Distinguished Guests, Ladies and Gentlemen,
- On behalf of the Department of Justice (“DoJ”), it is my
great pleasure to welcome you all to the Mediation
Conference 2018 co-organised by the DoJ and Hong Kong Trade
Development Council (“TDC”), and supported by various key
players in the field of mediation in Hong Kong as you have seen
- The theme of the 2018 Mediation Week is “Mediate first –
Exploring New Horizons”. Mediation is by now a proven highly
effective tool for achieving harmonious resolution of conflicts
arising in different sectors. The DoJ avidly supports the
development of mediation and we have been fortunate to have the
support of many stakeholders who share our belief which is
succinctly captured in the theme. And that is why we would today
not just discuss what has been achieved in Hong Kong or in the
international community, but perhaps to explore what new horizons
can be achieved when we keep mediation first as one of our main
- Hong Kong has been organising the mediation week
biennially. The aim is twofold. Domestically we wish to promote
the use and understanding of mediation to the general public so as
to assist them in resolving conflicts amicably and harmoniously. At
an international level, we wish to bring together experts in this area so that Hong Kong continues to provide a unique platform for
exchange of views in this area as part of its aim and vision to be a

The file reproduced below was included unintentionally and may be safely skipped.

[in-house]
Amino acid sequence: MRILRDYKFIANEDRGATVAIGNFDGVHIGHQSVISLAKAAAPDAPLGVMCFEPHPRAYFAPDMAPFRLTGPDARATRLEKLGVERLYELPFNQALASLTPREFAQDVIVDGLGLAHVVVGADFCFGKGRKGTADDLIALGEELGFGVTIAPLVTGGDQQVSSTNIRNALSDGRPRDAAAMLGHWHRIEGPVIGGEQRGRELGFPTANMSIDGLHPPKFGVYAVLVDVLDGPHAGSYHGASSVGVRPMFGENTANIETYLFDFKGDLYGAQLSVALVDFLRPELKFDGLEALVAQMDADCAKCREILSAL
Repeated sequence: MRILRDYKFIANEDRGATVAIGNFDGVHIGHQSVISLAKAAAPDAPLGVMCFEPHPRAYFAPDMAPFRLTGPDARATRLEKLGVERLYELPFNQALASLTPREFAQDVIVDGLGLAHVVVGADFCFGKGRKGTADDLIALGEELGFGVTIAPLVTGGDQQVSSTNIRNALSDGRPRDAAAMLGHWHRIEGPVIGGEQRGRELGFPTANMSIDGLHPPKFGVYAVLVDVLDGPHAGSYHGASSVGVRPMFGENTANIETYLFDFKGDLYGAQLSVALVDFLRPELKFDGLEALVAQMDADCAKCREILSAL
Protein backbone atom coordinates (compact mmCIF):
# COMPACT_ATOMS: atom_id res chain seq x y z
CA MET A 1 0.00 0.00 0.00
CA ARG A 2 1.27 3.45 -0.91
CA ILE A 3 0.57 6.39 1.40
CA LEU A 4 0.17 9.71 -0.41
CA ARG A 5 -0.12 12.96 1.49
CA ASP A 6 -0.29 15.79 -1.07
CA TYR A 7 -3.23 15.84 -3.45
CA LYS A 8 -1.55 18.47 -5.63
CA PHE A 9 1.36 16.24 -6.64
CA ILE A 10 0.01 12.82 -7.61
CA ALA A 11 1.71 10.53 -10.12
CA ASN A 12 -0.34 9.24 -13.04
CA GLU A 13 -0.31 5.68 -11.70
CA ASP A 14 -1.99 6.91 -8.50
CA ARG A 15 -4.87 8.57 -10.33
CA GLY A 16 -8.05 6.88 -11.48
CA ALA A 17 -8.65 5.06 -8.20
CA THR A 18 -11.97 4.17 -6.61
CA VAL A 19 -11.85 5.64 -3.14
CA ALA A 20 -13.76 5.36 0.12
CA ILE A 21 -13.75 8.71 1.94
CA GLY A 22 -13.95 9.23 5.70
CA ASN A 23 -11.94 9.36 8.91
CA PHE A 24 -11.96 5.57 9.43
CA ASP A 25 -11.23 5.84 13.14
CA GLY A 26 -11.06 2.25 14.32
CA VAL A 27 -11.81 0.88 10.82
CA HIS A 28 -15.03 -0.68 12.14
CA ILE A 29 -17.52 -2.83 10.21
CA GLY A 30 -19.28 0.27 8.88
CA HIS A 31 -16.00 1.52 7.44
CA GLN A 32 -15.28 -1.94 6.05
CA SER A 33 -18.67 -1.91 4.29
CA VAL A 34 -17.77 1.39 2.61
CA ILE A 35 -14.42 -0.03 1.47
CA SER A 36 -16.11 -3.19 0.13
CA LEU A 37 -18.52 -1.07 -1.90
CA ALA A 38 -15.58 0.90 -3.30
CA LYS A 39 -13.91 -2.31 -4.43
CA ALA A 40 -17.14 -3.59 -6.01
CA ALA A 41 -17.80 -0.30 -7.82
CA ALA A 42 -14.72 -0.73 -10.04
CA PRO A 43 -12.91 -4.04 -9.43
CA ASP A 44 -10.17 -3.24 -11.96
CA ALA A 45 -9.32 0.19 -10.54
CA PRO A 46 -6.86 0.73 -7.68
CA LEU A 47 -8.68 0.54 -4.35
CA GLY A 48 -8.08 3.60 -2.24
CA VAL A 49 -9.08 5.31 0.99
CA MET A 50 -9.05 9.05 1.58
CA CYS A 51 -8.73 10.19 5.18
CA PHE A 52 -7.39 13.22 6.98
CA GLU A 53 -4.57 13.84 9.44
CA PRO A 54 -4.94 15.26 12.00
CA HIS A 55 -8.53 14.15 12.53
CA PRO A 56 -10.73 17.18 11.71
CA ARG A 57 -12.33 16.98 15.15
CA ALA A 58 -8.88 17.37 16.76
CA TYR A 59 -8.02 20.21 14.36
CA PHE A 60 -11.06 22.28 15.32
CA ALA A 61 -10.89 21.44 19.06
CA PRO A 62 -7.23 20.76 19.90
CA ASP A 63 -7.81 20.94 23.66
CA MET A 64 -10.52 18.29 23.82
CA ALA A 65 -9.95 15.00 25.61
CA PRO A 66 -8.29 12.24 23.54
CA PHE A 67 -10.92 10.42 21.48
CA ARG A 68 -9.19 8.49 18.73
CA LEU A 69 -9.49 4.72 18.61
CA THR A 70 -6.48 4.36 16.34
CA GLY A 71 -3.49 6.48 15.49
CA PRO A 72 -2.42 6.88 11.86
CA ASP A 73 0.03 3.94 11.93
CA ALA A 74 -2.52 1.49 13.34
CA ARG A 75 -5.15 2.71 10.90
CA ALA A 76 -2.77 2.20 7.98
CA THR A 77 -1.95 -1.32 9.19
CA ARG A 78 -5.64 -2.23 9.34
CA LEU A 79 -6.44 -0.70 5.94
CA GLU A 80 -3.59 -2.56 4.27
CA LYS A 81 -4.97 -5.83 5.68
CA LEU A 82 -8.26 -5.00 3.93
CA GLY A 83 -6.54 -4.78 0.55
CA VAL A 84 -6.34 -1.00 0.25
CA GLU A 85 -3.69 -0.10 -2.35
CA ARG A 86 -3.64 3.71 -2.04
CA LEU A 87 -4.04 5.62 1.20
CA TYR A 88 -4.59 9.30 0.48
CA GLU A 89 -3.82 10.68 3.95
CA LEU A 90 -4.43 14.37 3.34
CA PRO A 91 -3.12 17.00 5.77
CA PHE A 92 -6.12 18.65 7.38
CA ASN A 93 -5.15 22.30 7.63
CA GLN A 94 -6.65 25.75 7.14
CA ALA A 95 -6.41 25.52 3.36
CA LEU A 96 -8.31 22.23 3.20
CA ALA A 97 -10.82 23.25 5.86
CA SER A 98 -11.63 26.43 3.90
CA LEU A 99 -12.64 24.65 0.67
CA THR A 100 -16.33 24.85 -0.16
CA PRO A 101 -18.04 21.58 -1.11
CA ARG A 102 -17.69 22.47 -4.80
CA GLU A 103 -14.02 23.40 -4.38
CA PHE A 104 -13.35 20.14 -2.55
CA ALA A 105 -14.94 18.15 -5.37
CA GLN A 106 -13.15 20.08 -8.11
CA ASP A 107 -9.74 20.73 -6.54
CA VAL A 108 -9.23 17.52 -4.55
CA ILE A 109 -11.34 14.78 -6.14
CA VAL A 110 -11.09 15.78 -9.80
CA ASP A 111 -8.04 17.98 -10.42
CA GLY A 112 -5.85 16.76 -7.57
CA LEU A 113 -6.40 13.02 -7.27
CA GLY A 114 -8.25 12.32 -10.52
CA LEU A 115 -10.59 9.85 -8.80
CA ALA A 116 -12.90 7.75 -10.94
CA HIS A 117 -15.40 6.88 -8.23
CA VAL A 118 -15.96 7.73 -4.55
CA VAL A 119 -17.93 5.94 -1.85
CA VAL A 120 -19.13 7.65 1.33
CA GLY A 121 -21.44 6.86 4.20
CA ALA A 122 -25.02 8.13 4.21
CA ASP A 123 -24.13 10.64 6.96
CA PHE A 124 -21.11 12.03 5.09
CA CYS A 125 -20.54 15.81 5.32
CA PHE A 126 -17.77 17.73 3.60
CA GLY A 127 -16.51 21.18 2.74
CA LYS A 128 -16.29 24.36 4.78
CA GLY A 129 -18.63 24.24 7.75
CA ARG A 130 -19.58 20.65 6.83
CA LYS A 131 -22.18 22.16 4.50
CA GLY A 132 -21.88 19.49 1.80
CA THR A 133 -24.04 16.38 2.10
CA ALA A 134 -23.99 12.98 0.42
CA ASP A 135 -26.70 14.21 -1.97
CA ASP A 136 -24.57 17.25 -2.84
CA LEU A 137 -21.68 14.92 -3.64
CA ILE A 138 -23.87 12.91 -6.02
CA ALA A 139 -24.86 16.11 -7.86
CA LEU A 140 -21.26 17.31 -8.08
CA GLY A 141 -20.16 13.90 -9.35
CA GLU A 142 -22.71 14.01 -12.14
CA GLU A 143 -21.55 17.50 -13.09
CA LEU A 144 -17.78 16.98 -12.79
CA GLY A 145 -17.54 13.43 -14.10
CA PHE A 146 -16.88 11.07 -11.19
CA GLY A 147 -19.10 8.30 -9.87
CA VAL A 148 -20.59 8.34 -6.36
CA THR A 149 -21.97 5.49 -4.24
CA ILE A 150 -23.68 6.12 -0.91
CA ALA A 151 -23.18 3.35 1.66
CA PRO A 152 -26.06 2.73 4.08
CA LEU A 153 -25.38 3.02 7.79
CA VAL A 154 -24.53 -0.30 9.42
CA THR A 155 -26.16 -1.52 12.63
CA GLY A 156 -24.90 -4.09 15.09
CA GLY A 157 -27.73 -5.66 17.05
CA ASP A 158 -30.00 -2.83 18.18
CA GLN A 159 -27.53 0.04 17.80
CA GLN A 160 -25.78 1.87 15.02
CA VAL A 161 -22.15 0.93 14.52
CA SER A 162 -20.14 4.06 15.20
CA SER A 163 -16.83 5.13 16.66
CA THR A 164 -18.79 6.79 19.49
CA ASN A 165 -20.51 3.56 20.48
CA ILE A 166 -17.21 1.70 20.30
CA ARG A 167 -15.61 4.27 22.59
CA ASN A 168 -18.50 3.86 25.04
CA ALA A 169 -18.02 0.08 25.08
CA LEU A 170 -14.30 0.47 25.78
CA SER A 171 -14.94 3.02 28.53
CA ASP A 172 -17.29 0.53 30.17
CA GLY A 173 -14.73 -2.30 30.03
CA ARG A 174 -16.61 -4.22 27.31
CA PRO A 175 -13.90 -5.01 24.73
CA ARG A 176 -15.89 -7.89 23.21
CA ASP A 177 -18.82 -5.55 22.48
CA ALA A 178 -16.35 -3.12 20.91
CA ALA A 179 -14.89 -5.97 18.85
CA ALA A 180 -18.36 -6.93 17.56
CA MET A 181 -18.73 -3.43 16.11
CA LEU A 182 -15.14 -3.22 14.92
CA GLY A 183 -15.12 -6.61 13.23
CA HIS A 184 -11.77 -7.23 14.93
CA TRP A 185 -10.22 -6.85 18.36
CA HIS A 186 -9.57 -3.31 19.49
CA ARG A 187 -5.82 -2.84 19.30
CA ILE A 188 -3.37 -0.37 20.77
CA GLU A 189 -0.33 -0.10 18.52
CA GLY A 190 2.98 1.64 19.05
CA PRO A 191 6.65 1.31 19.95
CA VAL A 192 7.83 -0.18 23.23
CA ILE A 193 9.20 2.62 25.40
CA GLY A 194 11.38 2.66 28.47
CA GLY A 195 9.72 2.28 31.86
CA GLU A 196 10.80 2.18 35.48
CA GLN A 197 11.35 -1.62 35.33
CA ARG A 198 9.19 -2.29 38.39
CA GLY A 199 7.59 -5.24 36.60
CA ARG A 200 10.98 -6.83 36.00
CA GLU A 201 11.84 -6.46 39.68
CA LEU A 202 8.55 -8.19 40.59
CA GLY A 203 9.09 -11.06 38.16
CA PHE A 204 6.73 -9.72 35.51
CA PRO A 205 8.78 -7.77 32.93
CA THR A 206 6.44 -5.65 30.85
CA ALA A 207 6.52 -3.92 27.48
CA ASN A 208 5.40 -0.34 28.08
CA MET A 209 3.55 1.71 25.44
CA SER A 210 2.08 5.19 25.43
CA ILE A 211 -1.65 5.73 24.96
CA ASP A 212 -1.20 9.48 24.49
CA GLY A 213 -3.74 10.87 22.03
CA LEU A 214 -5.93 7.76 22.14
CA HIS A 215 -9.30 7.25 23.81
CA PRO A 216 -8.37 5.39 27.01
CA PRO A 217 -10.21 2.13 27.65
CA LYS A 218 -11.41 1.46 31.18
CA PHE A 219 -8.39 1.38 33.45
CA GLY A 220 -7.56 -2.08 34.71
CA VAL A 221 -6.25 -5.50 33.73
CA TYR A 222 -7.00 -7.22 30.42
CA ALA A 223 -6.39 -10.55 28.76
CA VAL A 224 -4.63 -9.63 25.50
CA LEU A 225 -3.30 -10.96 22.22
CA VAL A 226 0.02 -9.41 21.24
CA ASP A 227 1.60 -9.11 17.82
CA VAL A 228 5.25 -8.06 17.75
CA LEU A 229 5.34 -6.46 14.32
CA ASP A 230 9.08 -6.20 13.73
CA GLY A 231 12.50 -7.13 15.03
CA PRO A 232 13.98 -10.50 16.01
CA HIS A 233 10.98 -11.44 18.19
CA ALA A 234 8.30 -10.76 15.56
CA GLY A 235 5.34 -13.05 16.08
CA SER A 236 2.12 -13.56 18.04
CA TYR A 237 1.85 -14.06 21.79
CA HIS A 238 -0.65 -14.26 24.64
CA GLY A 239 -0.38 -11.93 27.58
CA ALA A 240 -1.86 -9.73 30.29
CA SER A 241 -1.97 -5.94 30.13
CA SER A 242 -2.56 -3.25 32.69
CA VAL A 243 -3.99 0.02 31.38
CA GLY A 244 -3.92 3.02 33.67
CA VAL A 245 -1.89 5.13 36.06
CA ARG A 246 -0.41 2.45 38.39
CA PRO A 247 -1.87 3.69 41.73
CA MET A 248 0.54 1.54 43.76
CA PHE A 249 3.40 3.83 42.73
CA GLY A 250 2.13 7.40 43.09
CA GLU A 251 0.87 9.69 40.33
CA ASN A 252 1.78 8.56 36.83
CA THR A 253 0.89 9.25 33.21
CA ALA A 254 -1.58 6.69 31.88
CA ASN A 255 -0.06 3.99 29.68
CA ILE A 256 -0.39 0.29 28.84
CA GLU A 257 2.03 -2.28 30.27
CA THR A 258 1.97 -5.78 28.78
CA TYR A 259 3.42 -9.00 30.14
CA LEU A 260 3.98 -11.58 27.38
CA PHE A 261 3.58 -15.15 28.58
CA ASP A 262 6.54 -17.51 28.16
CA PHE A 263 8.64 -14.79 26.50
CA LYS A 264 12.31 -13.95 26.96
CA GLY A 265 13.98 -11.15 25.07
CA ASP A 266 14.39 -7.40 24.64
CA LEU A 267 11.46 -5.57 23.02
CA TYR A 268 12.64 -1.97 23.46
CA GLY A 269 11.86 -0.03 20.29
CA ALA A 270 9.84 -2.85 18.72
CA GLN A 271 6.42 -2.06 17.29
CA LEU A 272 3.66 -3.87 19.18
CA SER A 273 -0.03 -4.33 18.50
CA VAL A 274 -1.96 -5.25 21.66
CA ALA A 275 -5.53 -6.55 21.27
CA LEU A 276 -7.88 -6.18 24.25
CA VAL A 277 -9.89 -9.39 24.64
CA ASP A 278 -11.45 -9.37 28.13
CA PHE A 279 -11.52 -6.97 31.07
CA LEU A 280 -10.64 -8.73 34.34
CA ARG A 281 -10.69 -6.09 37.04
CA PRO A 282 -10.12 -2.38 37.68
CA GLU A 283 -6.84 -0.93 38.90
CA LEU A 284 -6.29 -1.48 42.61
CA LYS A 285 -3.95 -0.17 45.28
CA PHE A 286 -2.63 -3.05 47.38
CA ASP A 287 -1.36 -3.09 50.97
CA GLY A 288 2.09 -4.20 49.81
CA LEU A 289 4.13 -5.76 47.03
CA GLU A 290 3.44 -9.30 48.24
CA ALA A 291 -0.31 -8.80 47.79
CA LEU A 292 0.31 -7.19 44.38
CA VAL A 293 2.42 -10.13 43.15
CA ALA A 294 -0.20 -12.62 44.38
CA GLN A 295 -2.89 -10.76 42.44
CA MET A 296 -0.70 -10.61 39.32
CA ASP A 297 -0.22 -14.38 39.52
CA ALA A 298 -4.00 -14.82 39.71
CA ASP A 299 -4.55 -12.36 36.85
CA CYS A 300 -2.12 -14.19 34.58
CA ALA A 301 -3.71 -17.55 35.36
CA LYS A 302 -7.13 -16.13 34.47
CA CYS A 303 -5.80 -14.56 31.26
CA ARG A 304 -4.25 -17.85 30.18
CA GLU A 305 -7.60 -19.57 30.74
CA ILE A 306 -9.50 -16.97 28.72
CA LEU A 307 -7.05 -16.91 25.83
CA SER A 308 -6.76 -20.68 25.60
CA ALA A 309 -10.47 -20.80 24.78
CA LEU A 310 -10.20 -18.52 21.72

leading dispute resolution centre in the Asia Pacific region.
- In alternate years, however, we are not dormant. Hong
Kong also has been organizing activities such as training and
seminars, promoting mediation in different sectors, and following
up on the discussions that took place in the mediation week and so
forth. You will therefore appreciate the importance of discussion
and the ideas that Hong Kong get from the conferences such as this
particular one today. We have also launched the Hong Kong
Mediate First Pledge and many sectors and organsiations have
signed up to the pledge, and we will continue to promote it and
attract more people to understand the concept as well as appreciate
the importance of mediate first. For instance, I understand that the
entertainment industry has expressed interest in this particular area
after the Entertainment Mediation seminar held earlier this week.
Latest Development of Mediation in Hong Kong
- It is apt for me to give you a brief update on the latest
development of mediation in Hong Kong.
- Since the first Mediation Week, much has happened in the
promotion and development of mediation in Hong Kong. The
Government has been working closely with the mediation
community and other stakeholders so as to foster a
mediation-friendly environment and strengthen the legal